Jack's orchestral work Twenty-Three Pages composed to celebrate the 25th anniversary of the NZBC Symphony Orchestra marked his premiere performance with the Orchestra in 1971. Since then, the NZSO has performed numerous works including Melodies for Orchestra, Little Elegies, the 2002 NZSO commission Carmen Dances and a selection of arias from his opera Alley in 2010. Most recently, the Orchestra recorded the highly anticipated CD Songs of Death and Desire, to be released later this year.

The NZSO congratulates Jack Body, one of New Zealand's most significant and vibrant composers, as a recipient of this prestigious Arts Foundation Icon award."

Christopher Blake QSO
Chief Executive, New Zealand Symphony Orchestra


"Jack Body has been a central figure in New Zealand music for decades. He has a long list of compositions that show genuine brilliance and they always reveal a distinctive voice.

Quite apart from Jack's pre-eminence as a composer, he has an outstanding record of using his entrepreneurial flair to assist and promote the work of other New Zealand composers. Sonic Circuses, Asia-Pacific Festivals, Waiteata Press Music Editions and countless other projects are testimony to his dedication to encouraging a flourishing culture of new music in Aotearoa. At Chamber Music New Zealand we are always excited to work with Jack and enjoy his unique capacity to stretch and take chamber music as a genre in new directions. We are delighted he has been given the Arts Foundation Icon Award this year, recognition that is wholly deserved."

Peter Walls, CEO, Chamber Music New Zealand


"The New Zealand Festival has enjoyed close ties with Jack Body for many years. Jack's opera Alley, based on remarkable New Zealander Rewi Alley's life in China, was a highlight for audiences when it premiered at the 1998 New Zealand International Festival of the Arts. The Festival has especially welcomed Jack's ongoing commitment to exploring a musical discourse between Aotearoa and Asia. Recently Jack curated a unique collaboration between Chinese and New Zealand composers, Tales from the Forbidden City, which was very warmly received when it was presented at the 2014 New Zealand Festival, and also in Beijing. Performed by the New Zealand String Quartet and the Forbidden City Chamber Orchestra, it was a pioneering dialogue between two musical traditions. In 2004 the Festival honoured Jack with a special "Composer Portrait" concert, where four of his compositions were played.

We're delighted that Jack is receiving a much deserved Arts Foundation Icon award this year."

Sue Paterson
Executive Director, New Zealand Festival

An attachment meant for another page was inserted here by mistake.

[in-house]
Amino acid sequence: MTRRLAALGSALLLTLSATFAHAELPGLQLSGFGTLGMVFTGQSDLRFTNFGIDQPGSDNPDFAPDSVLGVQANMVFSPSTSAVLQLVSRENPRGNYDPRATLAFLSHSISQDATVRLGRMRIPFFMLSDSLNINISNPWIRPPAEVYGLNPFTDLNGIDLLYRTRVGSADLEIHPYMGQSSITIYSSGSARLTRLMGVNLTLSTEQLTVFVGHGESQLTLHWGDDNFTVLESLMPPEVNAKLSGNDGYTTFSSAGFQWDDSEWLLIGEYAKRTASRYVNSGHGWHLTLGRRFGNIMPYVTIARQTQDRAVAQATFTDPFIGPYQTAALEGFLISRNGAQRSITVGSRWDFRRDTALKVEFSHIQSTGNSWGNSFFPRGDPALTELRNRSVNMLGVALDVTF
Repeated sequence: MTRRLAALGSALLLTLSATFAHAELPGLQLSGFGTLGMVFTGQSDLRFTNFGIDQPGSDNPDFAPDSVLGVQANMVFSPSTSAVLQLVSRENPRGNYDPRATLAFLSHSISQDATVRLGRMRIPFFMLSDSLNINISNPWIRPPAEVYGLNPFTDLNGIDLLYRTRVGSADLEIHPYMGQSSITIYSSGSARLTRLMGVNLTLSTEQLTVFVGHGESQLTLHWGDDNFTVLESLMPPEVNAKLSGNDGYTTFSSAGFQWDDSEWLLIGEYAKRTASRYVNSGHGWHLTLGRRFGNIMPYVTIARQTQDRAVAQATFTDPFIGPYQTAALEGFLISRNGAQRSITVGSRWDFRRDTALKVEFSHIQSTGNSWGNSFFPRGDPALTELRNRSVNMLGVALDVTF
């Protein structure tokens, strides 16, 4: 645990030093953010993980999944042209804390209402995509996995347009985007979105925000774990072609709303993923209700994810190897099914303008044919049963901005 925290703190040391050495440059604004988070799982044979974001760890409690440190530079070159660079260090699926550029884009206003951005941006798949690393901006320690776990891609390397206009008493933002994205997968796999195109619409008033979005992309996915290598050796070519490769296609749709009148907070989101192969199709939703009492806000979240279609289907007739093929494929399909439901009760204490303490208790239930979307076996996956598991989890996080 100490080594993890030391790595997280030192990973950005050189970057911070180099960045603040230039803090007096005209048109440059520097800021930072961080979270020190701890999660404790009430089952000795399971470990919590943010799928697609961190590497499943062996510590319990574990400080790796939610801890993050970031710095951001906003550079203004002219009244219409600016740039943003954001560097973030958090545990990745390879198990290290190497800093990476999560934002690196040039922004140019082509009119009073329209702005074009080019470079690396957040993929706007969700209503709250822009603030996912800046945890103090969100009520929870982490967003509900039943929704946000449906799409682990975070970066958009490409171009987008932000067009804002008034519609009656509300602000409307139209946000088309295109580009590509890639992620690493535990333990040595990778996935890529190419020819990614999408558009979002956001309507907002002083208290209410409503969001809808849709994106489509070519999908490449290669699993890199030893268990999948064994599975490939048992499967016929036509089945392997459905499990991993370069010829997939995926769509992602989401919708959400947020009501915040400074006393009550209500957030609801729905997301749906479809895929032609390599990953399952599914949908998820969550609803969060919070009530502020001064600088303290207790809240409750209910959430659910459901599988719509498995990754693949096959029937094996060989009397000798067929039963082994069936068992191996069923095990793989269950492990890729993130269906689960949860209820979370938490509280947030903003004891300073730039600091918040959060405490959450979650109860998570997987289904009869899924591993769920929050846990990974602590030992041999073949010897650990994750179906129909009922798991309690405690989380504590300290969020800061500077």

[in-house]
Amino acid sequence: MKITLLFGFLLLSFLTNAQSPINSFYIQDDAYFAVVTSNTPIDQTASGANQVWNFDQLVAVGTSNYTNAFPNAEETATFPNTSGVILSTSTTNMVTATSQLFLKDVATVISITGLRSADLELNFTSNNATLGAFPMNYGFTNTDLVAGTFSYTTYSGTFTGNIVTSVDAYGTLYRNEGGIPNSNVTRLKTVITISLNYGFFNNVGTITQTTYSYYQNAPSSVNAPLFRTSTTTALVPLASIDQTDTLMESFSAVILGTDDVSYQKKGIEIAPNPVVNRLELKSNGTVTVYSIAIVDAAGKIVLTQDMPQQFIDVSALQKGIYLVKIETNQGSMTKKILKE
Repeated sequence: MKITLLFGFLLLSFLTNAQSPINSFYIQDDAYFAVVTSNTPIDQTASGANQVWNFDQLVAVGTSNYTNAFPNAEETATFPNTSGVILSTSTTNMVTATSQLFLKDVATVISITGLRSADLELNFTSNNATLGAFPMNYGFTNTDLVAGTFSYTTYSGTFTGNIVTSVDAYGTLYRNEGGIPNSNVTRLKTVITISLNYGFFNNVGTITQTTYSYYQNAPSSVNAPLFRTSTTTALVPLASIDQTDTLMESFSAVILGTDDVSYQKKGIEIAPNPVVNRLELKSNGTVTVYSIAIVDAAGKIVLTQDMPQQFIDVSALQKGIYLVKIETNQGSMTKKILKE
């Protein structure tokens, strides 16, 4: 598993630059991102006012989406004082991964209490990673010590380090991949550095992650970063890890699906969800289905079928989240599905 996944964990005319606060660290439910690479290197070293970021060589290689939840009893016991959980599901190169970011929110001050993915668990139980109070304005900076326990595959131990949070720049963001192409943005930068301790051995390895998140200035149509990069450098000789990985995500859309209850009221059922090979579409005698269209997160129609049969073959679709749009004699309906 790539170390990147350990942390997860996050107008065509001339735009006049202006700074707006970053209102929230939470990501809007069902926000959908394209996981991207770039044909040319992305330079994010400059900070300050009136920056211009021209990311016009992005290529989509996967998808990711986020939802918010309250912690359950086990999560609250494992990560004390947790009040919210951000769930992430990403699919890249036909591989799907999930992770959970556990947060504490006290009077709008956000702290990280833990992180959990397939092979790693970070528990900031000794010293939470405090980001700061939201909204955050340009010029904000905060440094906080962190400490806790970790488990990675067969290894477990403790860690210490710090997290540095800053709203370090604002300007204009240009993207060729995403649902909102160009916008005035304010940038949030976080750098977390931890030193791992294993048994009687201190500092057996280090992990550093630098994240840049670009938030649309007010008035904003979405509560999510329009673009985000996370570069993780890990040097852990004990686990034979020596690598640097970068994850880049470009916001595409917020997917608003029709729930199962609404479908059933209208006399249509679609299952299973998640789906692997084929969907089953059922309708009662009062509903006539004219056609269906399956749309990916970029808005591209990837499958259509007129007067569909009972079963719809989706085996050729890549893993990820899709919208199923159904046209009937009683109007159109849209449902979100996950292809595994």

Shelagh Magadza
Artistic Director, New Zealand Festival


"The board and staff of SOUNZ are delighted that Jack has received an Icon Award from the Arts Foundation - the first Arts Laureate to achieve this honour.

Jack has indeed left an indelible mark on the history of music in New Zealand. He has created and contributed a unique and world-class musical legacy that is testament to his love for humanity in all its diversity. Over his long career he has worked tirelessly to create opportunities for New Zealand composers to showcase their work, and to collaborate with artists of other cultures, backgrounds and genres.

Jack studied and worked with Douglas Lilburn and in this centenary year has been a strong advocate for the work of all the composers of that generation. In taking their vision forward, Jack continues to challenge today's composers to question, explore and develop a musical voice for Aotearoa/New Zealand."

Julie Sperring
Executive Director, SOUNZ


"Knowing Jack and his work over more than a quarter of a century has enriched our lives enormously. He has masterminded numerous significant cultural exchanges over the years with boundless energy and enthusiasm for the many projects he typically had on the go at the same time. Whenever the phone rang and the cheery voice on the other end said "This is Jack!" in that inimitable tone, we knew something was afoot! Never just your average project, either. A new piece with string quartet and gamelan, or a huge Asian music festival put together on the smell of an oily rag, or a CD project ("could you record next week/next month?"), or an entire tour of some exotic locale. Ever generous to his colleagues, he often wanted to point us in the direction of some young NZ composer who he thought was something special, or a visiting composer from another country whose works he thought we'd be interested in. He also has a huge appreciation for folk music from cultures around the world and his folk music transcriptions are audience favourites wherever we play them, both at home and abroad. Jack has built so many bridges between musicians of differing backgrounds and cultures - the connections and new artworks thus forged will be a lasting legacy, along with his own rich output.

While we were together in Beijing presenting works by NZ and Chinese composers especially written for the NZSQ and the Forbidden City Chamber Orchestra, it was clear that Jack has hero status there and we're sure the same is true in other parts of Asia. The last piece he wrote for us "Cries from Border Towns," for quartet and six voices, was commissioned from him in 2013 but he reluctantly turned it down due to ill health and lack of energy. Then, months later, Helene went to his house with a cake for his 70th birthday and he announced he was going to write it after all. A birthday present for us! A few weeks later it was finished - a wonderful and very moving work.

Jack's music is full of interesting uncluttered textures, gorgeous sonic worlds, space and grace. His free spirit, fresh childlike enthusiasm, sparkling imagination and the passion which he brings to all his musical adventures has inspired us immeasurably as musicians and people. His contribution to NZ music will live on for many decades to come and we are thrilled that he has been recognised with an Arts Foundation Icon Award."

New Zealand String Quartet